During the ceremony where we handed over the keys we sang this song.  It was the first time I paid attention to the words of this particular hymn.

Will You Let Me Be Your Servant?

Will you let me be your servant, let me be as Christ to you?
Pray that I might have the grace to let you be my servant, too.

We are pilgrims on a journey, we are trav’lers on the road.
We are here to help each other walk the mile and bear the load.

I will hold the Christ-light for you in the night time of your fear.
I will hold my hand out to you, speak the peace you long to hear.

I will weep when you are weeping, when you laugh I’ll laugh with you. I will share your joy and sorrow till we’ve seen this journey through.

When we sing to god in heaven, we shall find such harmony,
born of all we’ve known together of Christ’s love and agony.

Will you let me be your servant, let me be as Christ to you?
Pray that I might have the grace to let you be my servant, too.

At this moment, singing this song with my youth group from Manitoba and people from Pass Christian I realized something that strikes at the very essence of faith in Jesus…

We are on this journey together.  United in our common humanity, we weep, we laugh, we share in joy and sorrow till we see this journey through no matter the colour of our skin or gender or age.  No one man or woman greater than the other.  It is hard to be a servant to someone you feel is ‘lesser’ than you. To assume this place of common equality turns the question on its head. 

Imagine the people you serve at soup kitchens, drop in centres, food banks, homeless shelters asking you… “Will you let me be your servant?” 

What is it like to see yourself as a servant as opposed to a hero?  How do you feel when you are served by others?

Linking Our Sunday’s with our Monday–Saturday

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I have been reading JR Woodward’s new book “Creating a Missional Culture: Equipping the Church for the Sake of the World” and will be dropping a collaborative review with Len Hjalmarson soon.  Here are some helpful words on what a thriving church looks like.  Interestingly it is a church that connects our Sunday’s with our Monday – Saturday.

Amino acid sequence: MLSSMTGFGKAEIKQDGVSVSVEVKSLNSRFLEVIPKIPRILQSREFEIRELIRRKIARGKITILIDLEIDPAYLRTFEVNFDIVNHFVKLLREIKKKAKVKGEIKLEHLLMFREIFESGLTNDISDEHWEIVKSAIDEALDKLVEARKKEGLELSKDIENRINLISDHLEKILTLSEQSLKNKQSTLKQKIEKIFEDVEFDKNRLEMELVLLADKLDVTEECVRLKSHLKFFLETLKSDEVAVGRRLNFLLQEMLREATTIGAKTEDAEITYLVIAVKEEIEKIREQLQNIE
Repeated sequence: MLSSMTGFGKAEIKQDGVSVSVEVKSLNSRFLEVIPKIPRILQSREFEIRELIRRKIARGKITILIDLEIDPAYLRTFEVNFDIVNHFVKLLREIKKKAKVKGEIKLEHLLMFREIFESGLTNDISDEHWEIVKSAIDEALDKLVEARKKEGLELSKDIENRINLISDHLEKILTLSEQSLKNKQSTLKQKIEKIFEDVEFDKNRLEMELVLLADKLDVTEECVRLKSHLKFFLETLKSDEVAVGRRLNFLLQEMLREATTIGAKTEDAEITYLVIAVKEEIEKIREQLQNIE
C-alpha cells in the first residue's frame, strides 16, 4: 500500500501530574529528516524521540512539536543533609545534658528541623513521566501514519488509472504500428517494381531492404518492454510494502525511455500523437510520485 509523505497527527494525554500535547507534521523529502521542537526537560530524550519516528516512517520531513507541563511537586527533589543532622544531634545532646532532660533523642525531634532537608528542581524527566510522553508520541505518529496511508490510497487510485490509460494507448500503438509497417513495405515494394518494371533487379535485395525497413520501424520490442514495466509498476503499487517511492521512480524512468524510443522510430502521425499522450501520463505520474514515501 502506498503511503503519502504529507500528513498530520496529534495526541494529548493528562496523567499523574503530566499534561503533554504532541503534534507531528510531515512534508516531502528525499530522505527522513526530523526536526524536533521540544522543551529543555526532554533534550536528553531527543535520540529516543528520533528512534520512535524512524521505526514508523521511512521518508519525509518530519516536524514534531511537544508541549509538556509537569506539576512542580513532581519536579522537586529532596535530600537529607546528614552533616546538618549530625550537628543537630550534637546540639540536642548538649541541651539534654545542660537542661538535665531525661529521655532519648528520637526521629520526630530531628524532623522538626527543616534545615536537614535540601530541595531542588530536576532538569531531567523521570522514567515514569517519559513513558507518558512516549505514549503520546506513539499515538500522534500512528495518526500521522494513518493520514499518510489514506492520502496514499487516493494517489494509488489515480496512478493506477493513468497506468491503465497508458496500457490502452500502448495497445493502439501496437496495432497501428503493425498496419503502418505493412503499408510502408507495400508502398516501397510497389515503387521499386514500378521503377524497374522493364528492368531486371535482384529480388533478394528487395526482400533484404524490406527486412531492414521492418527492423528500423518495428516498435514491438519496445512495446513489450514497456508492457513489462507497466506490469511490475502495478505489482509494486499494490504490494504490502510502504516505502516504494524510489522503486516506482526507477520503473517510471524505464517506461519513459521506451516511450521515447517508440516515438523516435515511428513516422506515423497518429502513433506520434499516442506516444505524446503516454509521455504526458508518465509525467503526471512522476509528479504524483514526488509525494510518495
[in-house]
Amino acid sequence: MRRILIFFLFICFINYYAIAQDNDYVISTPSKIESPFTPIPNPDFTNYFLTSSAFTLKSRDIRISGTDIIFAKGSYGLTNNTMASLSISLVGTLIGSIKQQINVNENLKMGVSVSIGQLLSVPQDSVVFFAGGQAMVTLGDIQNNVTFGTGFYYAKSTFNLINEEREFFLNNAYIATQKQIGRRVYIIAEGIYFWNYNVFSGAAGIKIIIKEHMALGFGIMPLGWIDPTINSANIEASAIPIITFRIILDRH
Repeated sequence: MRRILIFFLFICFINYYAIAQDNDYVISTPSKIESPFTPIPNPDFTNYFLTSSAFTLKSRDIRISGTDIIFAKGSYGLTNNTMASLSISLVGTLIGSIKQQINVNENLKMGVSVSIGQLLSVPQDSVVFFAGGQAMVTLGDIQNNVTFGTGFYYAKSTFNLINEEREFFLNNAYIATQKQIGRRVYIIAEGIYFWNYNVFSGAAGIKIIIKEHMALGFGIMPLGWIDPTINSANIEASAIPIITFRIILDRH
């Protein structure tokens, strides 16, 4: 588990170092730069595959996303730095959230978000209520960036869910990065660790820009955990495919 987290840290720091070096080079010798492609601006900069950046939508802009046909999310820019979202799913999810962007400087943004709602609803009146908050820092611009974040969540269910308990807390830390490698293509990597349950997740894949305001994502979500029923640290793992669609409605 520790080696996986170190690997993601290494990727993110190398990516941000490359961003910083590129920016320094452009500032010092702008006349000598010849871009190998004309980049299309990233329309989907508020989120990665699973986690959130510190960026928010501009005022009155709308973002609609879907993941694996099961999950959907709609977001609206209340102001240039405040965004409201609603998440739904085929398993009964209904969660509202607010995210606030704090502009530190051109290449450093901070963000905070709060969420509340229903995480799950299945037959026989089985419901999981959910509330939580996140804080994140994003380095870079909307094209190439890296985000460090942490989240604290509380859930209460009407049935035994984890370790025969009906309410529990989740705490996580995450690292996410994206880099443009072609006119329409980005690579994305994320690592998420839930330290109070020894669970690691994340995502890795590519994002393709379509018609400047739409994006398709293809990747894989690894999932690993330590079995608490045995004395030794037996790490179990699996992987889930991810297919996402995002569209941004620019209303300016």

A thriving environment helps the congregation to live our her calling in the world for the sake of the world.  People begin to link Sunday with Monday, and their work transforms from a job to a sacred vocation.  They learn to bring God’s power to bear on human need.  The banker or person in finance looks for a way to live out jubilee; judges help the court system move toward conflict resolution instead of ever increasing litigation.  Realtors try to house people according to their need instead of their greed.  Engineers and architects look to bring a sense of order and beauty to cities.  Artists seek to disturb, awaken and enlighten us in hopes that we might be more present to ourselves, our world and to the One who is behind all of creation.  People learn to live out their calling in their vocation in a way that blesses others and brings glory to God. – page 53/54

How do our churches and communities empower and equip us to walk as disciples beyond Sunday?  How do you want to be encouraged to “live out faith” every day of the week?